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Last edited 24 Nov 2020
Nimbyism is a term referring to the propensity for people to have a 'Nimby' or 'Not In My Back Yard' attitude, where the 'yard' is an area of land that has been identified for building or development, or for the use of controversial technology. It can be used as a positive term for those who oppose development in their village or town or city, but is more commonly used in a derogatory way.
Nimbyism is an attitude often associated with small towns or rural areas which fail to identify acceptable locations for development to take place; simply hoping they will be in someone else's back yard instead.
The reason 'Nimby' is often used pejoratively is that it characterises residents who might agree that the development in question is needed in society, just that they object to its proximity to them and their homes, or that it might affect their lives in some way that they perceive to be negative.
A typical example of a project that can provoke a 'Nimby' response is an airport. Local residents may oppose airport development due to the noise, pollution and traffic that it will generate, although they (and the wider area) may stand to benefit from improved transport links, generation of new jobs, and so on. They are also likely to use, and benefit from the existence of airports themselves - but those airports are somewhere else.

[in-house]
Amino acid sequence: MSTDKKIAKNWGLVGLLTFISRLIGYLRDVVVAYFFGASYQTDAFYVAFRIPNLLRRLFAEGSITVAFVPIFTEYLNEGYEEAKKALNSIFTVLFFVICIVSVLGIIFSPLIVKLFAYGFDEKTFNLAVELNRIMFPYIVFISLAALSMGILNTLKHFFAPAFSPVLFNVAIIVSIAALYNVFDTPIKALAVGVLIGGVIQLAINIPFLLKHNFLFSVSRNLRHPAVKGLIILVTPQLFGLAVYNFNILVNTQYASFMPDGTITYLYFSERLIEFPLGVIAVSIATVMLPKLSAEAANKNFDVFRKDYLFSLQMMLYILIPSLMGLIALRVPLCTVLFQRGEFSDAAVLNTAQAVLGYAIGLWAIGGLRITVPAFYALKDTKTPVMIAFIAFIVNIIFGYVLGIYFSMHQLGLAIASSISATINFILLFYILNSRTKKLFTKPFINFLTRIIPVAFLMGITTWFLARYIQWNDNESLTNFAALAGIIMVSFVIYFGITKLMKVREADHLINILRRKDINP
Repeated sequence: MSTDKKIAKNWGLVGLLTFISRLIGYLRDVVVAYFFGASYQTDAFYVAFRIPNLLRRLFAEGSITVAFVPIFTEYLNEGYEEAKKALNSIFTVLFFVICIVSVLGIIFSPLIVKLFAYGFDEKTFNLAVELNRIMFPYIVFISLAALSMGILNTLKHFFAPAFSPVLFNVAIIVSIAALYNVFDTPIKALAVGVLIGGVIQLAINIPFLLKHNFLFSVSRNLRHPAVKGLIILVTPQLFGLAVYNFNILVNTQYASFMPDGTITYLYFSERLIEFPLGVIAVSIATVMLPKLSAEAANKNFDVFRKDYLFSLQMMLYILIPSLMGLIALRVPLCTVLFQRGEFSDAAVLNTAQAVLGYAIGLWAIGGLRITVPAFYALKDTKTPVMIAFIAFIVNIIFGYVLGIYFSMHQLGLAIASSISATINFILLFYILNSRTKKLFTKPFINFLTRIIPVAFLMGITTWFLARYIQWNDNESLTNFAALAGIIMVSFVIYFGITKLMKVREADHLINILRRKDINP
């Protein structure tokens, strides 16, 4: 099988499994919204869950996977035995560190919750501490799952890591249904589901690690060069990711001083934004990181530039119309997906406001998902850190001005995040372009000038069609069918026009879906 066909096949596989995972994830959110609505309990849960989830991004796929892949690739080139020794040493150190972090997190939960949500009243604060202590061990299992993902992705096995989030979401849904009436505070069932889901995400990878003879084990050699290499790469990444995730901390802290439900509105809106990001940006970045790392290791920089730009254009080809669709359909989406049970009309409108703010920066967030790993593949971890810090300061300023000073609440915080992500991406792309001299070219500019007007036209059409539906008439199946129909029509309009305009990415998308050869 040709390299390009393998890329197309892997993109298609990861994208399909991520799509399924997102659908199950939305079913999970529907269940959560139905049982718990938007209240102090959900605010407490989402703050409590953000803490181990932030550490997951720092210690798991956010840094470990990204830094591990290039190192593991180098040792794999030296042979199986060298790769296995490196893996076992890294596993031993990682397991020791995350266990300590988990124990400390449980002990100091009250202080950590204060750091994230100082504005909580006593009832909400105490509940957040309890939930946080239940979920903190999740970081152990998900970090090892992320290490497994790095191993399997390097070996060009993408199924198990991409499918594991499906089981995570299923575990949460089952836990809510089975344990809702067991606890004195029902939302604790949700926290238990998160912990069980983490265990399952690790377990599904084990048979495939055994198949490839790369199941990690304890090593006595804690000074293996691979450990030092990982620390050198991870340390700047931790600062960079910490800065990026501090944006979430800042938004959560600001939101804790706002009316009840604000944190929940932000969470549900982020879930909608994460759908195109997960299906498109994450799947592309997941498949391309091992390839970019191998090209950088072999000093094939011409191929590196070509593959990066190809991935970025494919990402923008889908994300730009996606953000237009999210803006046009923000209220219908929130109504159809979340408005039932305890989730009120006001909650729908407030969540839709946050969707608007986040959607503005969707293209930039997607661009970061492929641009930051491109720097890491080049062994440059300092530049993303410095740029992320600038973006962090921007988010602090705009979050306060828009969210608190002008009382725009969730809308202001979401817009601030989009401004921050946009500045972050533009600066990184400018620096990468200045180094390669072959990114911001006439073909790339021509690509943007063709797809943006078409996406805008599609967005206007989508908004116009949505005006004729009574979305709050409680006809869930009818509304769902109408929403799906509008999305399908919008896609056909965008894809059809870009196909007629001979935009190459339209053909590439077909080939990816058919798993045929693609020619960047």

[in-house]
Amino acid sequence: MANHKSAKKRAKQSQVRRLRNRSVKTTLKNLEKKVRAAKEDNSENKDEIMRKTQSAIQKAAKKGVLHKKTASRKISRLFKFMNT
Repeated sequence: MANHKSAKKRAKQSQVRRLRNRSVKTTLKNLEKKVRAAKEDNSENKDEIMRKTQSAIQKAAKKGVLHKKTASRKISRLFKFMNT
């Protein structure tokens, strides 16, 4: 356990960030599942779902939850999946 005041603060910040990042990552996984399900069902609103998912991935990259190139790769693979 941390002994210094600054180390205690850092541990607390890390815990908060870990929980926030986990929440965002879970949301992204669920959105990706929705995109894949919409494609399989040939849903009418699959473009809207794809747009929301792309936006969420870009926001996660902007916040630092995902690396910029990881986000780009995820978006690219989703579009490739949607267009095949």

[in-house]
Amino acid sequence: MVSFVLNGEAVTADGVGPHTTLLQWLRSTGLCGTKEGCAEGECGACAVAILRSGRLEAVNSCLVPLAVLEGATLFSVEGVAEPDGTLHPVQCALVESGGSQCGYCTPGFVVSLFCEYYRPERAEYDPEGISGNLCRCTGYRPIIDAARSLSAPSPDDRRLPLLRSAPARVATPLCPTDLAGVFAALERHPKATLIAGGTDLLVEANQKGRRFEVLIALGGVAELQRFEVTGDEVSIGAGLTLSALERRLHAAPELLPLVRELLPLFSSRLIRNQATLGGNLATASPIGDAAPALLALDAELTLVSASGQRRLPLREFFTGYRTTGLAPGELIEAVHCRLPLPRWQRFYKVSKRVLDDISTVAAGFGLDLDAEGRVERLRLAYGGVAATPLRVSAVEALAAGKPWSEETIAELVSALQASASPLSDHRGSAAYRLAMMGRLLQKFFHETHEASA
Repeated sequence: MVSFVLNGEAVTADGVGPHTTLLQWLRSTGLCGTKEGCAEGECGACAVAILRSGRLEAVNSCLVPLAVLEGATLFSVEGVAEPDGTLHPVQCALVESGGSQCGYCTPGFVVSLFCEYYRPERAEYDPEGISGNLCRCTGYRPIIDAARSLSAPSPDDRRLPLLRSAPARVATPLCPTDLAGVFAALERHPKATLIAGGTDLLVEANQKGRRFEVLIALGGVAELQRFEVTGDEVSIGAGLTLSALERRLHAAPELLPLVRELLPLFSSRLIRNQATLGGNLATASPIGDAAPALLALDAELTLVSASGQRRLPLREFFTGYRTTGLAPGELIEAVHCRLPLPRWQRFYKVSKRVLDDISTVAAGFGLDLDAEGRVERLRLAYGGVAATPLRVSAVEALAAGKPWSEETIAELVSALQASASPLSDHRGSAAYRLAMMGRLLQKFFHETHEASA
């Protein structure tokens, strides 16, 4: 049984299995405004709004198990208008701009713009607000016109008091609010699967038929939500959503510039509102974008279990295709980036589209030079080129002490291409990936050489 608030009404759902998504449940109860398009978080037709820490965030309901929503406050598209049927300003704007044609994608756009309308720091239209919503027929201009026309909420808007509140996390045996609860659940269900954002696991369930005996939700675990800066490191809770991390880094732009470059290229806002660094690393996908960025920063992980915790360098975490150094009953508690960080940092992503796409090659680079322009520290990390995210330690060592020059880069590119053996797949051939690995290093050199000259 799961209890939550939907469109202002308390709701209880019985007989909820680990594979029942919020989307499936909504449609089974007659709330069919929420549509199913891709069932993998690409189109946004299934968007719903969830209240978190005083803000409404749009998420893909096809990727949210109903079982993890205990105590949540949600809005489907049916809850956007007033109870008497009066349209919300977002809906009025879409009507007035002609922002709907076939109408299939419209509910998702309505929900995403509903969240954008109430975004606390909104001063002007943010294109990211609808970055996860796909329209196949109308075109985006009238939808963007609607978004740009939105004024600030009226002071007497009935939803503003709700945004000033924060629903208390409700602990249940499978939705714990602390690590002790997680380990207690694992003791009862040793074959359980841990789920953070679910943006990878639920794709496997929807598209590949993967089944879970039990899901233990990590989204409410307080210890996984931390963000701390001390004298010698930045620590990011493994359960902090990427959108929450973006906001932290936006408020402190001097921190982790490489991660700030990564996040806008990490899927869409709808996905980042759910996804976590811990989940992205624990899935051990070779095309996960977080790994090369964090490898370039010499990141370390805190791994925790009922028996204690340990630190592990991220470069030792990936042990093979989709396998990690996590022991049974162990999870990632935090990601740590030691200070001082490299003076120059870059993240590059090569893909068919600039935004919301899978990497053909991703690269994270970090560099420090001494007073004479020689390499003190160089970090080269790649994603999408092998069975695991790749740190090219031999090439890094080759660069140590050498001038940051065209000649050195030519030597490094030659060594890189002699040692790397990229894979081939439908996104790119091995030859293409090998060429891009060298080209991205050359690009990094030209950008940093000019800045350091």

Related articles on Designing Buildings Wiki
- Brownfield land.
- Community rights.
- Compact sustainable city.
- Green belt.
- Growth and Infrastructure Act.
- Local green space.
- Local Nature Reserve.
- National Planning Policy Framework.
- Neighbourhood planning.
- Our place.
- Property blight.
- Right to contest.
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